Horsham Rural City Council to lobby for early childhood education

Horsham District Kindergarten Association, Horsham council and the State Government had funded refurbishments at kindergartens to increase access and allow for displaced other early years programs to prepare for universal access at Roberts Avenue. Pictured are Tayha Windsor, Karla Harrision, Hamish Marshall, Lenix Nelson and Georgia Schultz at the kindergarten. Picture: MELINDA SCHMIDT

Horsham District Kindergarten Association, Horsham council and the State Government had funded refurbishments at kindergartens to increase access and allow for displaced other early years programs to prepare for universal access at Roberts Avenue. Pictured are Tayha Windsor, Karla Harrision, Hamish Marshall, Lenix Nelson and Georgia Schultz at the kindergarten. Picture: MELINDA SCHMIDT

HORSHAM Rural City Council will lobby the state and federal governments to uphold the national partnership agreement on early childhood education, which aims to give children kindergarten access for at least 15 hours a week.

As part of the agreement, the State Government provides funding for 10 hours a week, with the Federal Government footing the bill for the remaining five hours.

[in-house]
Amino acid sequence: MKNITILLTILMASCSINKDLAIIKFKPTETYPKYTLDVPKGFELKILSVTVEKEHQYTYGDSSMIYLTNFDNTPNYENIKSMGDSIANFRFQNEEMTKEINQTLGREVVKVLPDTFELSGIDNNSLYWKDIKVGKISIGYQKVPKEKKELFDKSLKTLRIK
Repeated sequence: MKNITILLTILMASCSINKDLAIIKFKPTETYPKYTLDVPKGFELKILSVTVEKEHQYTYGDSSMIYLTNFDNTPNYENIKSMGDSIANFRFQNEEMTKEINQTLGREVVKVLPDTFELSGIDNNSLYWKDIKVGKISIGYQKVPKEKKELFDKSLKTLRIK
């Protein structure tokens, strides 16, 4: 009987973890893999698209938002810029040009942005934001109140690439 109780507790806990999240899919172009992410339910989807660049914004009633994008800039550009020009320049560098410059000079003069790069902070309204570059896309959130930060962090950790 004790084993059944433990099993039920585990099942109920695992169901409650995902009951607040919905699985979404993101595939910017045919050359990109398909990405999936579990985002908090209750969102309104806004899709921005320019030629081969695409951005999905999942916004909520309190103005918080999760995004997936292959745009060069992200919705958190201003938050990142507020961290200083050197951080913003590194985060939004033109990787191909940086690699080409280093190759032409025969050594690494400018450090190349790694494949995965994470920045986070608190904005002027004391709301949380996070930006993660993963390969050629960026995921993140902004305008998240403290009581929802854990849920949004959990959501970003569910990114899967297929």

Wimmera kindergartens fear cuts to hours, fees increase due to funding uncertainty

The agreement – which came into effect last year – will expire in December and the Federal Government is yet to renew its funding commitment.

Council’s community services director Angela Murphy said council and Horsham District Kindergarten Association had put considerable time and energy into planning for the implementation of 15 hours and promoting the development benefits to councils.

“Research undertaken both nationally and internationally indicates longer duration of preschool experience leads to improved academic outcomes for children,” she said.

“A recent parent satisfaction survey by the association indicated 98.5 per cent of parents considered 15 hours of kindergarten to be developmentally appropriate.”

Ms Murphy said the association, council and the State Government had funded refurbishments at kindergartens to increase access and allow for displaced other early years programs to prepare for universal access at Green Park, Horsham North, Roberts Avenue and Natimuk.

She said council was waiting to hear about funding applications to improve access at Green Park and Bennett Road kindergartens.

“Additional staff have been recruited to provide for increased hours, so there would be an adverse impact on staffing if the additional funding is not secured,” she said.

“Alternatively, fees would increase to such an extent that kindergarten would be unaffordable for families.”

Cr Sue Exell said the lack of clarity was disappointing. 

“It’s hard to plan when one year you’re given funding to increase hours and then it’s taken away,” she said.

Council will write to members of both federal and state parliaments seeking a commitment to continue funding 15 hours of kindergarten for four year olds.

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